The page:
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Things I had Not Realized - Qualified Perceptions
Things I had Not Realized
The difference between "deglaze" and "flambé" is a dex check.
9 comments or Leave a comment
treiza From: treiza Date: March 14th, 2006 02:41 am (UTC) (Link)
that sounds... exciting :)
chenoameg From: chenoameg Date: March 14th, 2006 03:47 am (UTC) (Link)
Is there a story?

I usually deglaze with water or stock, which avoids that problem. But sometimes it happens anyways.
(Deleted comment)
firstfrost From: firstfrost Date: March 14th, 2006 05:08 am (UTC) (Link)
Well, flammable liquid, clearly. :) I just hadn't ever set it on fire before.

I'm more curious how chenoameg manages to set her water on fire! :)
kelkyag From: kelkyag Date: March 14th, 2006 06:33 am (UTC) (Link)
I imagine that the pan is very hot and contains some fat, and when you add water, the water boils and the fat coats all the water droplets and suddenly has a lot of surface area and will burn given any provocation whatsoever. Certain pikans occasionally used to do crazy things showing off how this worked after cleaning out the grease trap.
chenoameg From: chenoameg Date: March 14th, 2006 03:07 pm (UTC) (Link)
I just meant that sometimes when I use flammable liquid it catches fire (i think this only happened once)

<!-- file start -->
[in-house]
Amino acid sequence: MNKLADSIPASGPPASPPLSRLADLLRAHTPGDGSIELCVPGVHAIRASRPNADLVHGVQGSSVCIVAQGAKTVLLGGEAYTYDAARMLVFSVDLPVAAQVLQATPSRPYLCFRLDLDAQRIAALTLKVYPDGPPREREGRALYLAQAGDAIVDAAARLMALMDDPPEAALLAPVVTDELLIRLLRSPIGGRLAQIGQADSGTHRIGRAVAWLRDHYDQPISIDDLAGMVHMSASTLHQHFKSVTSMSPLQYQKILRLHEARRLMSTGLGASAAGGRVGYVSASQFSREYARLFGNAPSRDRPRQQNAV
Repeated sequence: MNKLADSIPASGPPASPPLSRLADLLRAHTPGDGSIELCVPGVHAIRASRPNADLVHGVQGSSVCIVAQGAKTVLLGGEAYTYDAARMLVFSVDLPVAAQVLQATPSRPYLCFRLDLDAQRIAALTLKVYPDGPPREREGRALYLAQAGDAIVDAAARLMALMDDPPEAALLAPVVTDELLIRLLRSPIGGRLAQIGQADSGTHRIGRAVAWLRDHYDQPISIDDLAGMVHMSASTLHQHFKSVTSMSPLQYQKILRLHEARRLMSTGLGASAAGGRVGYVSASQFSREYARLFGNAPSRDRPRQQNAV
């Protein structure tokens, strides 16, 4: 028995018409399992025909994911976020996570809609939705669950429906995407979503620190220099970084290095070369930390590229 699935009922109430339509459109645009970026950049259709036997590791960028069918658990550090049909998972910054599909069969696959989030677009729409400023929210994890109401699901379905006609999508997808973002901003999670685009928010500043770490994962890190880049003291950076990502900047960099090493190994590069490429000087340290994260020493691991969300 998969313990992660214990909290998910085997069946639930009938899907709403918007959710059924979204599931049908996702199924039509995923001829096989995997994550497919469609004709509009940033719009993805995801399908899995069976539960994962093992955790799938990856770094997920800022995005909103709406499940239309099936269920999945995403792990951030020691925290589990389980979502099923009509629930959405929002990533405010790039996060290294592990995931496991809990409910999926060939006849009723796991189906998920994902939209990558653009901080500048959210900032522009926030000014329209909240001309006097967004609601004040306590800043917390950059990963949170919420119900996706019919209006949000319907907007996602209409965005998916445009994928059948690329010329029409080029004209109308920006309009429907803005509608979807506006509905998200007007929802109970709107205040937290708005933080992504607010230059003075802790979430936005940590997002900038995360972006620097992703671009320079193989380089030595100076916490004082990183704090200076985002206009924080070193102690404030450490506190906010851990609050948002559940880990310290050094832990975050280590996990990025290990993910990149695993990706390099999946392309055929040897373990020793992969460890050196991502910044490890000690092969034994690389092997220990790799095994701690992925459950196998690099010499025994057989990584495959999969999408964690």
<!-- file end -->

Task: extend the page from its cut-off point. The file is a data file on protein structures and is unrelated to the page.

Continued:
From: readsalot Date: March 14th, 2006 09:56 pm (UTC) (Link)
I guess you've never seen the cooking shows where the chef just pours a little brandy into a pan and tilts the pan slightly on the gas stove, and suddenly it's all on fire (which they had intended to have happen). I was very impressed the first time I tried that to find out that it really was just that easy.
ilhander From: ilhander Date: March 14th, 2006 02:49 pm (UTC) (Link)
So what exactly is deglazing?
chenoameg From: chenoameg Date: March 14th, 2006 03:12 pm (UTC) (Link)

Imagine what I'll know when I get my hands on a McGee...

Deglazing is: Using a solvent and high heat to get all of those yummy brown bits off the bottom of the pan after you've used it to sauté or brown something. It's a step in many pan sauces, for example. The Mailliard reaction (which I'm almost certainly misspelling) turns protein sweet and flavorful when you brown it.

The solvent is water-based, either water, or stock, or milk, or wine/spirits.

Additional trivia fact -- some flavor compounds are water-soluable. Some are fat-soluable. Some are alcohol-soluable. Using all three generates the most flavor. Tomato sauce is a particularly good example of this.
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